Finally, we will look to support workers’ demands on wages and social protection. Wages in Bangladesh are among the lowest in the region – and actually – in the world. There are laws requiring payment of 5% of profits into a fund, the only social security workers have, but rarely respected in practice.

The ITUC will work to raise wages and ensure that all benefits which workers are owed are paid in full. Of course, many other problems need attention, from child labour to trafficking in persons. In conjunction with the local trade unions, we will keep monitoring these issues and intervening where possible.



4 May 2013


By Tamara Gausi

The clock is ticking for some of the world’s biggest retailers, such as Gap and Wal-Mart, to sign a landmark agreement to improve safety conditions in Bangladesh.

Bangladeshi garment workers manufacture clothing in a factory on the outskirts of Dhaka, Bangladesh (AP Photo/A.M. Ahad)

The Accord on Fire and Building Safety was initiated by IndustriALL, UNI Global Union, the International Labour Organisation (ILO) and a group of NGO partners following the deaths of over 1,127 workers in a building collapse last month.  

The legally-binding five year agreement was signed on Monday by a group of seven European retailers including H&M, Inditex (parent company of Spanish clothing and furnishing brand Zara) and Primark.  

But despite a looming deadline of 15 May, a bloc of mainly-American retailers are yet to sign.  

In fact, the only American retailer to have signed the Accord so far is PVH, the parent company of Tommy Hilfiger and Calvin Klein. Other big European retailers such as Benetton, Carrefour and Mango are also yet to sign.  

The Accord will bind retailers to blacklist manufacturers whose factories fail to meet safety standards.  

Retailers have also pledged to pay for repairs and renovations in the factories. And crucially, the Accord also grants workers the right to refuse dangerous work, in line with the 1981 ILO Convention 155 on occupational health and safety.  

The Convention has been ratified only by 60 countries, excluding the US and most European countries.      


However, it appears that the non-signees of the new Accord are concerned about how much it will cost to enforce these new rules as well as how legal matters will be resolved in the wake of the agreement.  

Gap, for example, has said it will not sign the Accord until changes are made to the rules on settling disputes.  

But UNI Global’s Deputy Secretary General Christy Hoffman said the US clothing retailer had mischaracterised the agreement: “Gap would like to give the impression that the agreement would open them up to litigation when in fact it provides for binding arbitration, a common practice for US employers.”  

Cases will only go to court when there is an appeal – which very unlikely when arbitration is involved – or when one party does not respect the arbitration award.  

None of the other US retailers have said whether they will or will not sign the agreement before 15 May but according to the Reuters news agency, Wal-Mart did release a statement on Monday calling for the Bangaldeshi government to halt production at one of Wal-Mart’s Chittagong-based suppliers, Stitch Tone Apparels, where it found “structural concerns”.  

It has since suspended all orders with Stitch Tone.  

UNI Global Union General Secretary, Philip Jennings issued a statement imploring retailers not to miss this historic opportunity to improve Bangladesh’s garment industry: “Sign up before it’s too late, save lives and show you are a responsible employer. We are building a momentum for change and it won’t stop here.”  

IndustriALL Global Union General Secretary, Jyrki Raina, also commended the “industry-leading clothing brands retailers committed to work with us, to stay in the country and get rid of their unsustainable business model of extreme exploitation. A bloody t-shirt is not much cheaper than a clean one.”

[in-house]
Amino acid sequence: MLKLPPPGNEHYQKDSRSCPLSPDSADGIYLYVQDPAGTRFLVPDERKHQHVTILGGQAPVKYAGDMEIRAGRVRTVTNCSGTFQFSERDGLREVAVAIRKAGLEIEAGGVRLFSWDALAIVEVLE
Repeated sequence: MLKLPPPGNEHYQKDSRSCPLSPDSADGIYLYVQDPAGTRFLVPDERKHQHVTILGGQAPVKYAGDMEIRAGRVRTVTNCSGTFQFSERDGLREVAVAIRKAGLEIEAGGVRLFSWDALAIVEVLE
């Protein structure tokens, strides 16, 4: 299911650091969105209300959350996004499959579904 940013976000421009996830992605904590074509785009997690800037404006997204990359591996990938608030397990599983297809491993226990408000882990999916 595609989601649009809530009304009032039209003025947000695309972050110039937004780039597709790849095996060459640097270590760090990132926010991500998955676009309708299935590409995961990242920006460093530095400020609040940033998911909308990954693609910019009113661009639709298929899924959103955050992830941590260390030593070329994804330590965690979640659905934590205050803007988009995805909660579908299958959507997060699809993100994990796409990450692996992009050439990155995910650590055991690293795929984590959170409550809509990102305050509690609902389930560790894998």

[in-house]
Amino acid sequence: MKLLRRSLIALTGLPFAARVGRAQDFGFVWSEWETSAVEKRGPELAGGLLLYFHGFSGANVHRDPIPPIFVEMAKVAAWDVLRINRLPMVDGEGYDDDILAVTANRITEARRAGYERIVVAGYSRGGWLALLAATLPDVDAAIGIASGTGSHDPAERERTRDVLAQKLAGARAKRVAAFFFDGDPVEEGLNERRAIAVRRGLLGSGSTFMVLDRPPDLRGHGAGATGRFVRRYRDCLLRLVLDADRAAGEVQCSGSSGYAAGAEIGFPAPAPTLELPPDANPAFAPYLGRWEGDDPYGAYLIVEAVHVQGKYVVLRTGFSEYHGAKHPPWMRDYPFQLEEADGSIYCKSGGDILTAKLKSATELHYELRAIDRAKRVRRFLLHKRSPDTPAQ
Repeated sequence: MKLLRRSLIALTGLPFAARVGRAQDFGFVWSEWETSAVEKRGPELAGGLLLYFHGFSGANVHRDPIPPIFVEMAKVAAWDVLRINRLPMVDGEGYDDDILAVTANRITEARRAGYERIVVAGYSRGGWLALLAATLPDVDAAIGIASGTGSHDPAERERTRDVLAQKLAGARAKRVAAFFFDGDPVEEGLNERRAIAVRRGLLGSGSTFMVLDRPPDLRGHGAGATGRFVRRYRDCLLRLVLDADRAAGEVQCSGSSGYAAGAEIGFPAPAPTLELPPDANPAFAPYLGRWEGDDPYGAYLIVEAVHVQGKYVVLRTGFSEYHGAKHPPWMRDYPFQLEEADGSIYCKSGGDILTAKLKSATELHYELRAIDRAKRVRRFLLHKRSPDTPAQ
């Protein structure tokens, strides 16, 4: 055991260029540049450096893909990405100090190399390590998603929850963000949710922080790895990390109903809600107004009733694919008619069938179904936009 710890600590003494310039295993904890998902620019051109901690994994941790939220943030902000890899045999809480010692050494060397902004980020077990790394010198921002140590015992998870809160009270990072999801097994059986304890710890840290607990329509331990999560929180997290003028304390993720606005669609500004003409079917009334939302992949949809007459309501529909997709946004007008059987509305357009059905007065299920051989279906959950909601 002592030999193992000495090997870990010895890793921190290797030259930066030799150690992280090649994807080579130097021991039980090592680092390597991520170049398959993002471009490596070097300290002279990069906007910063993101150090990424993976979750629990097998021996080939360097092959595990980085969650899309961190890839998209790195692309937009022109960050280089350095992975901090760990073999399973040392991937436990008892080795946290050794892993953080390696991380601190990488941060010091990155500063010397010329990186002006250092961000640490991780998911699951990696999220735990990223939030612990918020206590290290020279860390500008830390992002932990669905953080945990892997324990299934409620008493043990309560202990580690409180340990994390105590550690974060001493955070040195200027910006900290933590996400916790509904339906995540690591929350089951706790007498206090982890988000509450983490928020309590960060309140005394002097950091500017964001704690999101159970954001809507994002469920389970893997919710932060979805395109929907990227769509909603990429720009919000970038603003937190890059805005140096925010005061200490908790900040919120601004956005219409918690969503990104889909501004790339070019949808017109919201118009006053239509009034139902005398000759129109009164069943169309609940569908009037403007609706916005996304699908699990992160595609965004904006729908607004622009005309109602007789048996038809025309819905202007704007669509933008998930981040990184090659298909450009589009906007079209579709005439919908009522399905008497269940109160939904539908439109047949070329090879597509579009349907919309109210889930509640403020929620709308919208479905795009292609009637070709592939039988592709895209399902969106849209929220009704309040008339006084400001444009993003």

The Rana Plaza collapse in the Dhaka suburb of Savar on 24 April was one of the worst industrial accidents in history.  

The rescue operation only ended on Monday, almost three weeks after the nine-story building collapsed; now the spotlight is turning to those who survived the tragedy.  

Mojibur Rahman Bhuiyan of ITUC-Bangladesh Council has called on international retailers to pay compensation to the thousands of workers injured, many of whom still require medical support.  

The accident also brought Bangladesh’s garment industry, worth 20 billion US dollars, back to the world’s attention.  

Despite being the second largest garment exporter in the world after China, the industry is beset with health and safety issues, poverty wages and labour violations.  

In November 2012, at least 117 workers were killed in the Tazreen factory fire in Dhaka.  

Since then, there have been four other deadly garment industry accidents in Bangladesh, including the 24 April factory collapse.  

Following widespread worker protests across the country and the global outcry over the Rana Plaza tragedy, Prime Minister Sheikh Hasina’s government has announced a raft of measures to reform the industry.  

In a move that has been welcomed by trade union officials, on Monday, the Bangladeshi government said that workers would be allowed to form unions without obtaining permission from factory owners.  

“With collective-bargaining power, tragedies like Rana Plaza would not happen, since owners would not be able to force workers to work in unsafe conditions,” Amirul Haque Amin, president of Bangladesh’s National Garment Workers Federation, told the Wall Street Journal.  

The government also announced plans to meet with trade unions and factory owners to set a new minimum wage for garment workers.  Currently set at around 3,000 takas (38 US dollars) a month, it is one of the lowest in the world.  

But Bangladesh has come under fire for taking so long to commit to change and there is some skepticism over what tangible impact these proposed government reforms will have – especially when more than 20 members of parliament are also said to own garment factories.



“The Bangladesh government must face up to its responsibilities to protect people from exploitation, ensure safe workplaces and support workers who want to join unions”

– Sharan Burrow, ITUC General Secretary –